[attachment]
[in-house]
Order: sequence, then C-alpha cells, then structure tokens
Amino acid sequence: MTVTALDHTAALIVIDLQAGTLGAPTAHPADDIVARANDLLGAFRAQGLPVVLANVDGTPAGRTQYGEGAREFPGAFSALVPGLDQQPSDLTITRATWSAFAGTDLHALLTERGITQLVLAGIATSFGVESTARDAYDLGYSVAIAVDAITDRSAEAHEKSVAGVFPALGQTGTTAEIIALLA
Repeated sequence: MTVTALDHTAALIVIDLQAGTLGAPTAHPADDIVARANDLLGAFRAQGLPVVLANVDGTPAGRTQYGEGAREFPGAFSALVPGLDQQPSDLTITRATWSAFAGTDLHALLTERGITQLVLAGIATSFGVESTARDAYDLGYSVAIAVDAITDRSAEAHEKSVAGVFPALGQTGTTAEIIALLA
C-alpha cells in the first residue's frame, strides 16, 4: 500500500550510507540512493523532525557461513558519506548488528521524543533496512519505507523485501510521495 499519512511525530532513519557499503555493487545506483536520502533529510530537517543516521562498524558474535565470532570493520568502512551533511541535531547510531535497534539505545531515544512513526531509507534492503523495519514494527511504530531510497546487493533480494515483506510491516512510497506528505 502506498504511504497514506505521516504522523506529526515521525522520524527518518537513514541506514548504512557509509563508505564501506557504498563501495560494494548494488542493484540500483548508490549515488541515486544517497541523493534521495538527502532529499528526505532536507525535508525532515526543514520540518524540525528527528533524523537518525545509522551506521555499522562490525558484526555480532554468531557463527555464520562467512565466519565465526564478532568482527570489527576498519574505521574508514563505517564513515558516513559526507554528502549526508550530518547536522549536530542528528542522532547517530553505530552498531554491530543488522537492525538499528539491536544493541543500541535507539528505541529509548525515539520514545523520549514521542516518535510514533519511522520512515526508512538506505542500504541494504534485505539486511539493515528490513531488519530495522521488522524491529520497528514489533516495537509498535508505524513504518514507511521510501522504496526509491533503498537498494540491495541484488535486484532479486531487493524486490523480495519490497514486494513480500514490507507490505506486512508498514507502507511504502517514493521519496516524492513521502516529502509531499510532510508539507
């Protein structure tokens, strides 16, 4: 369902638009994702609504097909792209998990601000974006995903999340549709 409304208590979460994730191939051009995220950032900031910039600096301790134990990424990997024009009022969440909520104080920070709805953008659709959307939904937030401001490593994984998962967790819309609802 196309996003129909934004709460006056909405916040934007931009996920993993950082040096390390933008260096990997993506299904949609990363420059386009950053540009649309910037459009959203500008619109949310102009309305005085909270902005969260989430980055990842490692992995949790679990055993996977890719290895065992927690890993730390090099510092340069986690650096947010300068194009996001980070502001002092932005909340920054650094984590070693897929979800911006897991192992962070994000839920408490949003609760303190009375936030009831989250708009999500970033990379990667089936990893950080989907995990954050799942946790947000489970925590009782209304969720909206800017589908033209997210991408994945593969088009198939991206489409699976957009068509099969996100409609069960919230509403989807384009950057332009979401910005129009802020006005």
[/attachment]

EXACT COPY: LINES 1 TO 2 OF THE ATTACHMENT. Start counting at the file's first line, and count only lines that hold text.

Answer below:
[in-house]
Order: sequence, then C-alpha cells, then structure tokens